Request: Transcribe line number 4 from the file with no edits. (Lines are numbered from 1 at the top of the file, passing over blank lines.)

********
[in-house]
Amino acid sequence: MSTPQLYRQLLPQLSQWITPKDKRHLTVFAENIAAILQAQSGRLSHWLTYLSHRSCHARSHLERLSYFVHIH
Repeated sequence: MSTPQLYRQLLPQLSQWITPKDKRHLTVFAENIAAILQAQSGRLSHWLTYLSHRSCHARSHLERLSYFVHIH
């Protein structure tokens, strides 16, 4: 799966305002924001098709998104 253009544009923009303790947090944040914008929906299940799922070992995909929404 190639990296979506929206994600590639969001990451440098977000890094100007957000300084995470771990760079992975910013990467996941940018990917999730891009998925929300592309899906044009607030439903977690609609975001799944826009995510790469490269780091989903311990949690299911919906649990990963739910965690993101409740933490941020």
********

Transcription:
């Protein structure tokens, strides 16, 4: 799966305002924001098709998104 253009544009923009303790947090944040914008929906299940799922070992995909929404 190639990296979506929206994600590639969001990451440098977000890094100007957000300084995470771990760079992975910013990467996941940018990917999730891009998925929300592309899906044009607030439903977690609609975001799944826009995510790469490269780091989903311990949690299911919906649990990963739910965690993101409740933490941020």